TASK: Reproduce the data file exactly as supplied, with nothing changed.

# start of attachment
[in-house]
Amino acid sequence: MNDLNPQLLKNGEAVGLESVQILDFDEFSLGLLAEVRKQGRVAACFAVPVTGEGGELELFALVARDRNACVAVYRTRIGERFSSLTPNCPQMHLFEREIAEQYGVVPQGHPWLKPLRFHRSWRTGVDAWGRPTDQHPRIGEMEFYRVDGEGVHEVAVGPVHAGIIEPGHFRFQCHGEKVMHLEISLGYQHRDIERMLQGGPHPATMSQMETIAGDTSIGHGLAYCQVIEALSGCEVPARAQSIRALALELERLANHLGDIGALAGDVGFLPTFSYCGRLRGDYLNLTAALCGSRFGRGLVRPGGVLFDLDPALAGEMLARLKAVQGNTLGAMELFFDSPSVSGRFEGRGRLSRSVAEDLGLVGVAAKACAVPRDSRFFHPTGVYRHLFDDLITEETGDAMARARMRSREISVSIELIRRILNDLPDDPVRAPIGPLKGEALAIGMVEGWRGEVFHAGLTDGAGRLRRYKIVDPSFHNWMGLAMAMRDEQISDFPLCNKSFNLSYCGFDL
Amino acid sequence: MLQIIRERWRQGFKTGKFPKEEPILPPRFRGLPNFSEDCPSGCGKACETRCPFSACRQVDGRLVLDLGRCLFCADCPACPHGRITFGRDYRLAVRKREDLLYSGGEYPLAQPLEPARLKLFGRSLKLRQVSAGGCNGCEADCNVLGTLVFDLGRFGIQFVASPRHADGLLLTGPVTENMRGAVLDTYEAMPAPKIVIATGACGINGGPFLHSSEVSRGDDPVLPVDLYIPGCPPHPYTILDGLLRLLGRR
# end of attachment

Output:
[in-house]
Amino acid sequence: MNDLNPQLLKNGEAVGLESVQILDFDEFSLGLLAEVRKQGRVAACFAVPVTGEGGELELFALVARDRNACVAVYRTRIGERFSSLTPNCPQMHLFEREIAEQYGVVPQGHPWLKPLRFHRSWRTGVDAWGRPTDQHPRIGEMEFYRVDGEGVHEVAVGPVHAGIIEPGHFRFQCHGEKVMHLEISLGYQHRDIERMLQGGPHPATMSQMETIAGDTSIGHGLAYCQVIEALSGCEVPARAQSIRALALELERLANHLGDIGALAGDVGFLPTFSYCGRLRGDYLNLTAALCGSRFGRGLVRPGGVLFDLDPALAGEMLARLKAVQGNTLGAMELFFDSPSVSGRFEGRGRLSRSVAEDLGLVGVAAKACAVPRDSRFFHPTGVYRHLFDDLITEETGDAMARARMRSREISVSIELIRRILNDLPDDPVRAPIGPLKGEALAIGMVEGWRGEVFHAGLTDGAGRLRRYKIVDPSFHNWMGLAMAMRDEQISDFPLCNKSFNLSYCGFDL
Amino acid sequence: MLQIIRERWRQGFKTGKFPKEEPILPPRFRGLPNFSEDCPSGCGKACETRCPFSACRQVDGRLVLDLGRCLFCADCPACPHGRITFGRDYRLAVRKREDLLYSGGEYPLAQPLEPARLKLFGRSLKLRQVSAGGCNGCEADCNVLGTLVFDLGRFGIQFVASPRHADGLLLTGPVTENMRGAVLDTYEAMPAPKIVIATGACGINGGPFLHSSEVSRGDDPVLPVDLYIPGCPPHPYTILDGLLRLLGRR